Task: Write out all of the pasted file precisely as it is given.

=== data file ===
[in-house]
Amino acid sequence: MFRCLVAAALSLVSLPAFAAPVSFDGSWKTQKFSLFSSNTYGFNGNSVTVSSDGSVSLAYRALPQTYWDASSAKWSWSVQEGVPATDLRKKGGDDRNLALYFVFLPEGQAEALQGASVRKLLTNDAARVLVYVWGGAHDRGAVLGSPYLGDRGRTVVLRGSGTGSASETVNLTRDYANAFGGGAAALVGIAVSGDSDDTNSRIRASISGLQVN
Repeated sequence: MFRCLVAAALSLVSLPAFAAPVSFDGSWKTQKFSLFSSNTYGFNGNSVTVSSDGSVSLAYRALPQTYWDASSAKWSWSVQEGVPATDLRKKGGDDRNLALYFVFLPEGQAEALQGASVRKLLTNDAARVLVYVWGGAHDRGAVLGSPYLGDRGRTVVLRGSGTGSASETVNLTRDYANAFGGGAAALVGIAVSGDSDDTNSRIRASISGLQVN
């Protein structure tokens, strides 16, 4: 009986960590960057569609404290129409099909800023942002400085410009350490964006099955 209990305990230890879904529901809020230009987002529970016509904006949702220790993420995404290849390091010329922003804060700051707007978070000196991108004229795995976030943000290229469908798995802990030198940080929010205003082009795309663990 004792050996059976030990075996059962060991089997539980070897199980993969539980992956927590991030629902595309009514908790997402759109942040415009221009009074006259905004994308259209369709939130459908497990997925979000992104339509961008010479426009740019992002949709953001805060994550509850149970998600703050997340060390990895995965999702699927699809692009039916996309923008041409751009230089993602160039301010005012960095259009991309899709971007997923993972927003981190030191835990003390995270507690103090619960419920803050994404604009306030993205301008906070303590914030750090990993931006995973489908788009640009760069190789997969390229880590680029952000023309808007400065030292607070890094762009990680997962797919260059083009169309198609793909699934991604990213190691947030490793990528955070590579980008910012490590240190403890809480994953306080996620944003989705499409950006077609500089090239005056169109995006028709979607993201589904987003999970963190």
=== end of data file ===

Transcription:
[in-house]
Amino acid sequence: MFRCLVAAALSLVSLPAFAAPVSFDGSWKTQKFSLFSSNTYGFNGNSVTVSSDGSVSLAYRALPQTYWDASSAKWSWSVQEGVPATDLRKKGGDDRNLALYFVFLPEGQAEALQGASVRKLLTNDAARVLVYVWGGAHDRGAVLGSPYLGDRGRTVVLRGSGTGSASETVNLTRDYANAFGGGAAALVGIAVSGDSDDTNSRIRASISGLQVN
Repeated sequence: MFRCLVAAALSLVSLPAFAAPVSFDGSWKTQKFSLFSSNTYGFNGNSVTVSSDGSVSLAYRALPQTYWDASSAKWSWSVQEGVPATDLRKKGGDDRNLALYFVFLPEGQAEALQGASVRKLLTNDAARVLVYVWGGAHDRGAVLGSPYLGDRGRTVVLRGSGTGSASETVNLTRDYANAFGGGAAALVGIAVSGDSDDTNSRIRASISGLQVN
């Protein structure tokens, strides 16, 4: 009986960590960057569609404290129409099909800023942002400085410009350490964006099955 209990305990230890879904529901809020230009987002529970016509904006949702220790993420995404290849390091010329922003804060700051707007978070000196991108004229795995976030943000290229469908798995802990030198940080929010205003082009795309663990 004792050996059976030990075996059962060991089997539980070897199980993969539980992956927590991030629902595309009514908790997402759109942040415009221009009074006259905004994308259209369709939130459908497990997925979000992104339509961008010479426009740019992002949709953001805060994550509850149970998600703050997340060390990895995965999702699927699809692009039916996309923008041409751009230089993602160039301010005012960095259009991309899709971007997923993972927003981190030191835990003390995270507690103090619960419920803050994404604009306030993205301008906070303590914030750090990993931006995973489908788009640009760069190789997969390229880590680029952000023309808007400065030292607070890094762009990680997962797919260059083009169309198609793909699934991604990213190691947030490793990528955070590579980008910012490590240190403890809480994953306080996620944003989705499409950006077609500089090239005056169109995006028709979607993201589904987003999970963190």